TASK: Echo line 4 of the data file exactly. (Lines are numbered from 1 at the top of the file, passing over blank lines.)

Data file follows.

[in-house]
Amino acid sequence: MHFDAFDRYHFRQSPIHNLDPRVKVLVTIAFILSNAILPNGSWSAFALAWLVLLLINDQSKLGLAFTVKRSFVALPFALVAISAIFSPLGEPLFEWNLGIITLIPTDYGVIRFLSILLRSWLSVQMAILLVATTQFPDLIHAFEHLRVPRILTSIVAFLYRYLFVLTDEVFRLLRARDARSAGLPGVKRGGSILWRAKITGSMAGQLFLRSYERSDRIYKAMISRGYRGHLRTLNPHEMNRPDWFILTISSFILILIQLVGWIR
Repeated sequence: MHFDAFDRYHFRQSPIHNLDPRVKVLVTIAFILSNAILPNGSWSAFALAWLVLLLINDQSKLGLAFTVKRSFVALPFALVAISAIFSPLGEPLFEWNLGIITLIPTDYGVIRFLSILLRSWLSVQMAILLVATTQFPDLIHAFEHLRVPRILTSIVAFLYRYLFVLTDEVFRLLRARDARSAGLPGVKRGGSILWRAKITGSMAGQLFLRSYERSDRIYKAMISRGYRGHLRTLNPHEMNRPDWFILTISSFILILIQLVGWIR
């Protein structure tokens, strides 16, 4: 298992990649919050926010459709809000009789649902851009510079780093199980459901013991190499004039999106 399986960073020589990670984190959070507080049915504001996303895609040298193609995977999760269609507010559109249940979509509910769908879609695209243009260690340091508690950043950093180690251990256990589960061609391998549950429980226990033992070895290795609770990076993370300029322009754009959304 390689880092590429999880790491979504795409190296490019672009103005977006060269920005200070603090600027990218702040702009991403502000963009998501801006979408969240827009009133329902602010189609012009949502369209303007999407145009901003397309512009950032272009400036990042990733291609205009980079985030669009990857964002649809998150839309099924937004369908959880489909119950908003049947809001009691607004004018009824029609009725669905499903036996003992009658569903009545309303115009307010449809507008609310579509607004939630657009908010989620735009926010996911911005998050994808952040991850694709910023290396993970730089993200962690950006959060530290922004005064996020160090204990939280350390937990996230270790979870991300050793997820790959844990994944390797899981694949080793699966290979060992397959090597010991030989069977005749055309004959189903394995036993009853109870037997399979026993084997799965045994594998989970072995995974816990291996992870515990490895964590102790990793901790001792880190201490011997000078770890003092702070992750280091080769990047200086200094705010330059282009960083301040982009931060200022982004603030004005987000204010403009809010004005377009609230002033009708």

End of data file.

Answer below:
């Protein structure tokens, strides 16, 4: 298992990649919050926010459709809000009789649902851009510079780093199980459901013991190499004039999106 399986960073020589990670984190959070507080049915504001996303895609040298193609995977999760269609507010559109249940979509509910769908879609695209243009260690340091508690950043950093180690251990256990589960061609391998549950429980226990033992070895290795609770990076993370300029322009754009959304 390689880092590429999880790491979504795409190296490019672009103005977006060269920005200070603090600027990218702040702009991403502000963009998501801006979408969240827009009133329902602010189609012009949502369209303007999407145009901003397309512009950032272009400036990042990733291609205009980079985030669009990857964002649809998150839309099924937004369908959880489909119950908003049947809001009691607004004018009824029609009725669905499903036996003992009658569903009545309303115009307010449809507008609310579509607004939630657009908010989620735009926010996911911005998050994808952040991850694709910023290396993970730089993200962690950006959060530290922004005064996020160090204990939280350390937990996230270790979870991300050793997820790959844990994944390797899981694949080793699966290979060992397959090597010991030989069977005749055309004959189903394995036993009853109870037997399979026993084997799965045994594998989970072995995974816990291996992870515990490895964590102790990793901790001792880190201490011997000078770890003092702070992750280091080769990047200086200094705010330059282009960083301040982009931060200022982004603030004005987000204010403009809010004005377009609230002033009708």